HOUSTON (Christian Examiner) – Todd Starnes, the popular Fox News reporter and commentator, was hailed Nov. 2 by Family Research Counsel President Tony Perkins as an "exception to those in the media" who by and large ignore violations of religious liberty.
Starnes' address did not disappoint, but earned multiple standing ovations and roused the crowd with thundering patriotic and faith-filled remarks.
Introduced at the Nov. 2 "I Stand Sunday" rally in Houston as instrumental in shining the national spotlight on the "Houston 5" – a group of pastors targeted with subpoenas resulting from a controversial Human Rights Ordinance in the nation's fourth largest city – Starnes stirred the crowd with a few stories from his recently published, "God Less America: Real Stories the Front Lines of the Attack on Traditional Values."
"There is a war on religious liberty in America," Starnes said. "It is not a war targeting people of Muslim faith or Jewish faith or the Buddhist faith; this war on religious liberty is targeting people of the Christian faith."
Retelling the story of Roy Costner, an 18-year-old Southern Baptist high school student from Liberty, S.C. who was to deliver the Valedictorian speech at graduation, Starnes said all references to Christianity, Jesus and the Bible were redacted from his prepared talk that he was forced to have reviewed by school officials.
"It looked like an NSA document that had been redacted," Starnes said to the crowd's roar.
Costner, Starnes said, took a stand. He ripped the "government approved" speech placed on the platform for him and recited the Lord's Prayer to a cheering audience.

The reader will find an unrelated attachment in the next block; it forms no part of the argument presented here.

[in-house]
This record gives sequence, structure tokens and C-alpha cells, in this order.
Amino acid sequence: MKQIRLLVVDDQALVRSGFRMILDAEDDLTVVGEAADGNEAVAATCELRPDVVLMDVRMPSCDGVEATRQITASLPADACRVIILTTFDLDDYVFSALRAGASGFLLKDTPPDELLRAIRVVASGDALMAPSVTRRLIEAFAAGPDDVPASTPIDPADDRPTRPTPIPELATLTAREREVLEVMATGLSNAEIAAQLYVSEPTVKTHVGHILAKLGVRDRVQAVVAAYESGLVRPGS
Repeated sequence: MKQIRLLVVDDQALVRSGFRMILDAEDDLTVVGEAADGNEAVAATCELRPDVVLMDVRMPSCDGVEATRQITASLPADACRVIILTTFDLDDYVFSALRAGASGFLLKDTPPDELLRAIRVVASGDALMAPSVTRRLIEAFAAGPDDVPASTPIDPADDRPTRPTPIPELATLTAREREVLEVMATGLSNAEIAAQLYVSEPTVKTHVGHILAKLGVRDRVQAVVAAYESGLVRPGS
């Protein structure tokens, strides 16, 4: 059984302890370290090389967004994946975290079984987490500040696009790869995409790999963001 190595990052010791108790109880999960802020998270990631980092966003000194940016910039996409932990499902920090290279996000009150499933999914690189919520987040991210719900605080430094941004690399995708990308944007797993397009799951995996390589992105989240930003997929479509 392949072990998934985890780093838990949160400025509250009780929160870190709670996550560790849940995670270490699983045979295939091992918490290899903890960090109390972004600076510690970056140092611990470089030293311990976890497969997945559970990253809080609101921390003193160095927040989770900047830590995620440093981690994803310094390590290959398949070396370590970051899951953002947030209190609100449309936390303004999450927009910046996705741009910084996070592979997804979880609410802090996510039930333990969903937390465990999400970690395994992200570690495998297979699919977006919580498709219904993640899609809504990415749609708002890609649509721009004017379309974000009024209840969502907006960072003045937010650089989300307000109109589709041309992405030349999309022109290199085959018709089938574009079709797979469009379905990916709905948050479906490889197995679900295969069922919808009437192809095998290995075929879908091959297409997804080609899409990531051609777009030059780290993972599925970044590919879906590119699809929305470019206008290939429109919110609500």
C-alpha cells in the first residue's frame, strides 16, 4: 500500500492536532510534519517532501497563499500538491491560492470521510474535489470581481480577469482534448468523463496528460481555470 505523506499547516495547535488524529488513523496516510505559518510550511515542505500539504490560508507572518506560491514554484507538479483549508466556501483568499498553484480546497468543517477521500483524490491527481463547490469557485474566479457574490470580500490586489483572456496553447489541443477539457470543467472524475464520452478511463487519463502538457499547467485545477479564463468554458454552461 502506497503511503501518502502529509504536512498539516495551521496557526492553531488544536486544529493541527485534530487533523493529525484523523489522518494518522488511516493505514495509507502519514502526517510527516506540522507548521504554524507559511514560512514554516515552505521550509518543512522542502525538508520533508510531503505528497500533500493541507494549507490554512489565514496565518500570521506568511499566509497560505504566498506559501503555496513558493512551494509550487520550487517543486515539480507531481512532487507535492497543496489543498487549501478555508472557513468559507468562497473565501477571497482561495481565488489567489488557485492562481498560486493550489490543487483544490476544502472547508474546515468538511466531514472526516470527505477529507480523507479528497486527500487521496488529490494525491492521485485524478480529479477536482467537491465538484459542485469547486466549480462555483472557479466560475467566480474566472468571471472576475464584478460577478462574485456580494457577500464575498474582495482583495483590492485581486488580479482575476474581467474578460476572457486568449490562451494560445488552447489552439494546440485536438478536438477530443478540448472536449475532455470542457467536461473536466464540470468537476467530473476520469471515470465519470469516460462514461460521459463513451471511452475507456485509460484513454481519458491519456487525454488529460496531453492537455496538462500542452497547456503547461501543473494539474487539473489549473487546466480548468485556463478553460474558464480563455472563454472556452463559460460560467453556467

"I believe God is raising up the next Billy Graham and Billy Sunday among this generation of Christians," Starnes said. Earlier in the day, Starnes, who formerly worked for Baptist Press, spoke during morning worship at First Baptist Church in Katy, the church of pastor Randy White who challenged Houston's Mayor Annise Parker to a stand-off during a pulpit sermon, declaring he would never yield, not even a "jot or a tittle."
"Brothers and sisters in Houston, Texas, I want to ask you right here, right now, who among you is willing to take a stand with the Roy Costers of the world, and with the Houston 5 of the world," Starnes thundered.
"Who among you is willing to stand in the face of adversity? Who among you is willing to stand in the face of persecution?" he asked the thousands who stood. "They may demand to know the content of our prayers, they may demand to shut down our bakeries -- but brothers and sisters, we will not be silenced. We will not be intimidated!"
Giving assurance that even when things appear to be hopeless, Starnes said, "hope is not lost" and that "true hope and change can only be found at the cross of Calvary and a life changed by the redeeming blood of Jesus Christ."
Drawing on the words of a popular hymn, he repeated: "Oh, precious is the flow, that makes me white as snow, no other fount I know, nothing but the blood of Jesus."
"So, rise up, oh men of God; rise up, oh women of God," Starnes urged the standing crowd. "And let the cry go out from the hill country of Texas to the concrete canons of New York City that these United States are still -- and may they always be -- one nation under God."